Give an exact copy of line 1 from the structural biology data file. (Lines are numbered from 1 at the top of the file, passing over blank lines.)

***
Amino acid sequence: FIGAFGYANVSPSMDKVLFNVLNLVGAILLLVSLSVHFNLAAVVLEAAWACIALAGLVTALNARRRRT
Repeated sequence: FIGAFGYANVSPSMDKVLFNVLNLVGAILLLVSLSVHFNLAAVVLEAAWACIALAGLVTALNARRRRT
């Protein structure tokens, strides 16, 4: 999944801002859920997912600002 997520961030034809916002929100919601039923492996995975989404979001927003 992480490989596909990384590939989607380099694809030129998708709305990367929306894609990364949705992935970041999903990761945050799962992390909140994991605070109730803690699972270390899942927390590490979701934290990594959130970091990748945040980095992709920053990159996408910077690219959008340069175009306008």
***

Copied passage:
Amino acid sequence: FIGAFGYANVSPSMDKVLFNVLNLVGAILLLVSLSVHFNLAAVVLEAAWACIALAGLVTALNARRRRT